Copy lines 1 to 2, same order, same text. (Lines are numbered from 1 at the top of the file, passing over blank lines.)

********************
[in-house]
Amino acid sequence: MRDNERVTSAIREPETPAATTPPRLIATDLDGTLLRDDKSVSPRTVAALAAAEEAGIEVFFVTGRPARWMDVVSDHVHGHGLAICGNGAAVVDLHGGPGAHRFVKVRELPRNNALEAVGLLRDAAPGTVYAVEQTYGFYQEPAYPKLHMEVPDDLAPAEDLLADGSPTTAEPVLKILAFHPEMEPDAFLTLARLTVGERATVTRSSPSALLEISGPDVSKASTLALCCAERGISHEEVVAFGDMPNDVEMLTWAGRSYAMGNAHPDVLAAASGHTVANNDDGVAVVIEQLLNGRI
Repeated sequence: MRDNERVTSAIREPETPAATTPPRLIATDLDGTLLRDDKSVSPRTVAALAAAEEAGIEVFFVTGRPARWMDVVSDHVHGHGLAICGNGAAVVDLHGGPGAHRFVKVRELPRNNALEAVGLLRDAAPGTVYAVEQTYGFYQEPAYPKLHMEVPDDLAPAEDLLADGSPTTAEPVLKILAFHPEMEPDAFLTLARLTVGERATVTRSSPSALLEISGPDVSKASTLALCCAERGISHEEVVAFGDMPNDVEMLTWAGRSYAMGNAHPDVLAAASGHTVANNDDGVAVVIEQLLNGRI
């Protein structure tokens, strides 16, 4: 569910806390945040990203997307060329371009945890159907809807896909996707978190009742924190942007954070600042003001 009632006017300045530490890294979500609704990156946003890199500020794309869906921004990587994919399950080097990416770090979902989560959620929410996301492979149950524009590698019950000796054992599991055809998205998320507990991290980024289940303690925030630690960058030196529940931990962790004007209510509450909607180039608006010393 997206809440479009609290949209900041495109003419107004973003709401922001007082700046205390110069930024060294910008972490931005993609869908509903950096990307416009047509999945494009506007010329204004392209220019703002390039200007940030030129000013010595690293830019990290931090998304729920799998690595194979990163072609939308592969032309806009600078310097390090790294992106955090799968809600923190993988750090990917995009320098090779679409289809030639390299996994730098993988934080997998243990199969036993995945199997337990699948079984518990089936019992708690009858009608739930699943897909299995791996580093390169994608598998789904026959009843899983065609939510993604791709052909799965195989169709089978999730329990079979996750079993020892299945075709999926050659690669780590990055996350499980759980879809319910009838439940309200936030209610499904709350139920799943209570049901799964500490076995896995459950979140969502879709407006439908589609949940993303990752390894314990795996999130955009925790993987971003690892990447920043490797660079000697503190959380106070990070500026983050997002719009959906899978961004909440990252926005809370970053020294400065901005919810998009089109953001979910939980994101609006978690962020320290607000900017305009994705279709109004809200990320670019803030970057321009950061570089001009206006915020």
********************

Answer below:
[in-house]
Amino acid sequence: MRDNERVTSAIREPETPAATTPPRLIATDLDGTLLRDDKSVSPRTVAALAAAEEAGIEVFFVTGRPARWMDVVSDHVHGHGLAICGNGAAVVDLHGGPGAHRFVKVRELPRNNALEAVGLLRDAAPGTVYAVEQTYGFYQEPAYPKLHMEVPDDLAPAEDLLADGSPTTAEPVLKILAFHPEMEPDAFLTLARLTVGERATVTRSSPSALLEISGPDVSKASTLALCCAERGISHEEVVAFGDMPNDVEMLTWAGRSYAMGNAHPDVLAAASGHTVANNDDGVAVVIEQLLNGRI